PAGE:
CPJ has launched a new report, In Sri Lanka, No Peace Dividend for Press. It takes a close look at the media in Sri Lanka, one year after the government declared a decisive victory over Tamil secessionists that ended 30 years of bitter, often genuinely suicidal ethnic conflict. In the years running up to that victory, Sri Lankan journalists who had dared to criticize the government found themselves under serious attack -- ten have been killed for their work in the last decade, and many others have been harassed, arbitrarily jailed, temporarily "disappeared," or otherwise seriously harassed. The atmosphere has become so poisonous for journalists that CPJ counts more than 25 in exile. Some of them have asked for, and received, political asylum.
Sri Lanka is one of the oldest democracies in Asia, has never had a military government, and has a popularly re-elected president and parliament brought to power in elections that have been accepted by the international community. In January, incumbent President Mahinda Rajapaksa took 58 percent of the popular vote. In April, his coalition won 144 of the parliament's 225 seats. While he might not have been handed the two-thirds majority he wanted to pass, wholesale, the constitutional amendments to allow him to run gain for a third term, nstead of seeing a president emerging with a firm grip on power, his critics see a leader with a potential stranglehold on the country's political growth.
At a point in the country's history where it should be poised to emerge from that chaos and move toward a period of reconciliation and rebuilding, Sri Lanka's future seems clouded, not least because of the government's attitude toward the media, or at least the part of the media that dares to criticize it.
A few cases in point:
Prageeth Ekanaliyagoda, a mild mannered but anti-government online columnist and cartoonist whose wife and two sons have not seen him since the evening of January 24, has simply dropped out of sight. His wife Sandhya has not been able to get police to even investigate his disappearance, her letters to the president, justice minister, and members of parliament all go unanswered. His editor at Lanka eNews, Sandurawan Senadheera, has fled the country.
Lasantha Wickramatunga, editor in chief of the popular but, again, anti-government Sunday Leader, was killed in broad daylight in January 2009, on his way to work, at rush hour on a busy street. The magistrate's hearings dragged on for a year, and then got interesting when the government suddenly implicated a political opponent -- former general Sarath Fonseka, who fought and won the war with the Tamils.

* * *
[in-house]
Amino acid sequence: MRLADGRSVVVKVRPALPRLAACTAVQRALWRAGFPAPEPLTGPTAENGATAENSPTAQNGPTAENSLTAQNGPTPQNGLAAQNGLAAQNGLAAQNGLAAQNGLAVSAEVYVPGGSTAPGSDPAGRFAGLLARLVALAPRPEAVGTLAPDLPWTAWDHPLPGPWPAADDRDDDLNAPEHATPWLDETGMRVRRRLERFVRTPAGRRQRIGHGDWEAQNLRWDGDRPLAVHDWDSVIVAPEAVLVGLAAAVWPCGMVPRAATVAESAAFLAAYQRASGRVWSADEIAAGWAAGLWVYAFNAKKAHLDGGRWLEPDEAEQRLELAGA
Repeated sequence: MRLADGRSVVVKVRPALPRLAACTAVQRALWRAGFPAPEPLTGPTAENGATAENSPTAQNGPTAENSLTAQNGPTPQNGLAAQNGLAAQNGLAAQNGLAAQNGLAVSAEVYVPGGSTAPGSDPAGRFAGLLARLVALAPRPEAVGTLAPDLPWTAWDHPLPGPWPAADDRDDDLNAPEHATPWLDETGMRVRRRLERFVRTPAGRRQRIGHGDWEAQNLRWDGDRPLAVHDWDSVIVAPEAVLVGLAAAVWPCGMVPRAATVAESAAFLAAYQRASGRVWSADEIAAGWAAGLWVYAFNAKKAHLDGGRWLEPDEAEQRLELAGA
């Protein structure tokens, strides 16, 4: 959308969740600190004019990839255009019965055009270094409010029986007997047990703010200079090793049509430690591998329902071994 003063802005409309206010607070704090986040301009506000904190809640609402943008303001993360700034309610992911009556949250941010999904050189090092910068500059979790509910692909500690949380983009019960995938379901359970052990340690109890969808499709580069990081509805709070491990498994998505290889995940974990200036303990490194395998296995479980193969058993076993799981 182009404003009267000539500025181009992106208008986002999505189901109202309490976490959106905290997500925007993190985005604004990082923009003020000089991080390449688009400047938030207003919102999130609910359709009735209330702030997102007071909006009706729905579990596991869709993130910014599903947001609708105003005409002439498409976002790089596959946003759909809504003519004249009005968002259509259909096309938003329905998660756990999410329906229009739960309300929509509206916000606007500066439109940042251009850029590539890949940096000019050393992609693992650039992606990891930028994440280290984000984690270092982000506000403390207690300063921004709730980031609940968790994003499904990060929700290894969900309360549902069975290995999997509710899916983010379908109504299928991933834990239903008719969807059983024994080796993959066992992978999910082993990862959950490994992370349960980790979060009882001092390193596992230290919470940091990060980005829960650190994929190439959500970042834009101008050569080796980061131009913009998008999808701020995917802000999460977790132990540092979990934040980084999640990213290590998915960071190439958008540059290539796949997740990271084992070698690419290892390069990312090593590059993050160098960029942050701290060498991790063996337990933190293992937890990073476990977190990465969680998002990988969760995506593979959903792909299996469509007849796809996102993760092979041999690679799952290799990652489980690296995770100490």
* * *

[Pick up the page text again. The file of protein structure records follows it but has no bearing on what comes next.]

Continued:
Despite a call for them to return home and work out a reconciliation made by Attorney General Mohan Peiris, not one of those journalists in exile has dared to risk the return. The cases of Prageeth Ekanaliyagoda and Lasantha Wickramatunga hang too heavily in the air for them to take the chance.
And those exiles know that those cases are not anomalies: This year, Sri Lanka ranked fourth on CPJ's Global Impunity Index. Ten journalists have been murdered over the last decade for covering the war, human rights, politics, military affairs, and corruption. There hasn't been a single conviction in any of those cases.
On May 3, World Press Freedom Day, under political pressure from the European Union, the government announced that it would grant one of the international banner cases of targeted media, J.S. Tissainayagam a presidential pardon, one that hasn't materialized so far. Tissainayagam was released on bail in January and has lived in seclusion since. The Tamil editor was first jailed in March 2008 and eventually indicted under the Prevention of Terrorism Act in August 2008.
Sri Lanka faces a brutal economic slap from the EU in August, when the preferential tariff agreement it enjoys with European countries allowing for the export of clothing and textiles to the EU at preferential rates will be rescinded. Called GSP+, the agreement includes a broad range of human rights conditions, which the EU decided in October 2009 were not being met. If GSP+ is ended, it could knock as much as 2 percent off of Sri Lanka's GDP and push hundreds of thousands of workers out of factories. That sort of economic imperative seems to be the only way to get the government to address its human rights failures, many of them tied to Sri Lanka's thirty years of internal bloodshed, sad history of ethnic conflict will take generations time to redress.
Those failures are certainly greater than just its abuse of journalists. but the Sri Lanka under President Rajapaksa could begin to reverse the country's course by addressing the unprosecuted killings of journalists, and create an atmosphere in which those of them who have fled their homeland to save their lives felt like they could return to their families and jobs in safety.
Bob Dietz is the Asia Program Coordinator for the Committee to Protect Journalists. CPJ's new report In Sri Lanka, No Peace Dividend for Press is available online.